Regulating and censoring free speech destroy countless creative works, as well as cover up science and fact. Governments can ruin the education and knowledge Plato was so fond of with these weapons. A populace that does not know what is really going on will be facing tyrannical demagogues very soon or they are already under their control and do not realize it. Control of the print, media and internet restricts freedoms and information that are invaluable.
    Gun control often paves the way for atrocity and genocide. "The most foolish mistake we could possibly make would be to allow the subject races to possess arms. History shows that all conquerors who have allowed their subject races to carry arms have prepared their own downfall by so doing. Indeed, I would go so far as to say that the supply of arms to the underdogs is a sine qua non for the overthrow of any sovereignty." (Adolf Hitler, 1942) Mao, Stalin and countless other genocidal tyrants agree that you cannot slaughter and eliminate armed populaces, so they take away their means of resistance, and then their right to speak out against such atrocities is easily taken away and left with no security of arms when they come to silence you.
    However, Plato's views on public access to arms are not very favorable because he believed it would destabilize the state through fear of the populace. He describes this in one of his criticisms of Oligarchy:"Another discreditable feature is, that, for a like reason, they are incapable of carrying on any war. Either they arm the multitude, and then they are more afraid of them than of the enemy; or, if they do not call them out in the hour of battle, they are oligarchs indeed, few to fight as they are few to rule." (Plato) Surely not everyone should be allowed access to arms, as violent men who aggressively use arms against others for their own gain should not be allowed to remain armed and prey on people, as that would enable the tyrannical man.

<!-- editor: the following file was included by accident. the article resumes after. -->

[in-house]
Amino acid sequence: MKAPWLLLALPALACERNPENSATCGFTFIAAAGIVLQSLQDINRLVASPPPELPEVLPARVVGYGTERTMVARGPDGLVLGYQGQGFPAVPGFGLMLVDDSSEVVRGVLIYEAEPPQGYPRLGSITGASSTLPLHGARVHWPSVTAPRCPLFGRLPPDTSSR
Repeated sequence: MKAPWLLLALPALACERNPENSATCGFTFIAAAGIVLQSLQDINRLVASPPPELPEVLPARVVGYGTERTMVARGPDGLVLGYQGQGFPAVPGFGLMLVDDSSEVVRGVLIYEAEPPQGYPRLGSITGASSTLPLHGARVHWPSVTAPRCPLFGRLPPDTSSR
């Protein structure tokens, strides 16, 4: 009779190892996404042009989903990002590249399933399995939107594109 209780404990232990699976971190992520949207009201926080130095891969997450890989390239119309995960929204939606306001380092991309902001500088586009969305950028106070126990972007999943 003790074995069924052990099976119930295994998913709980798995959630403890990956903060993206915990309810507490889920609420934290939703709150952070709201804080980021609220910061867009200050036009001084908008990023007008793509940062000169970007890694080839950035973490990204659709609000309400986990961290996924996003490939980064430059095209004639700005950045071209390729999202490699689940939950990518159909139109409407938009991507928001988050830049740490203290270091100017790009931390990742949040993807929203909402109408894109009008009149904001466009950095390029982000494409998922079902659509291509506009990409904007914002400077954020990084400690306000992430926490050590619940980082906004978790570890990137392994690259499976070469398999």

But Oligarchy will eventually give way to Democracy through revolution, which Plato described in The Republic: "whether the revolution has been effected by arms, or whether fear has caused the opposite party to withdraw." This means that the use of arms caused enough pain and death among the Oligarchy, or the mere threat of armed resistance was enough to convince them to step down without further bloodshed. But Democracy is a two-edged sword, as it gives freedom of choice, and not all choices are good. Demagogues will prey upon the choices of the ill informed, poor or less educated members of society through deceit in order to gain power.
    “And what country can preserve its liberties, if its rulers are not warned from time to time that this people preserve the spirit of resistance? Let them take arms….The tree of liberty must be refreshed from time to time, with the blood of patriots and tyrants.” This quote by Thomas Jefferson means that occasionally, in order to preserve Liberty, it must be protected from demagogues and tyrants.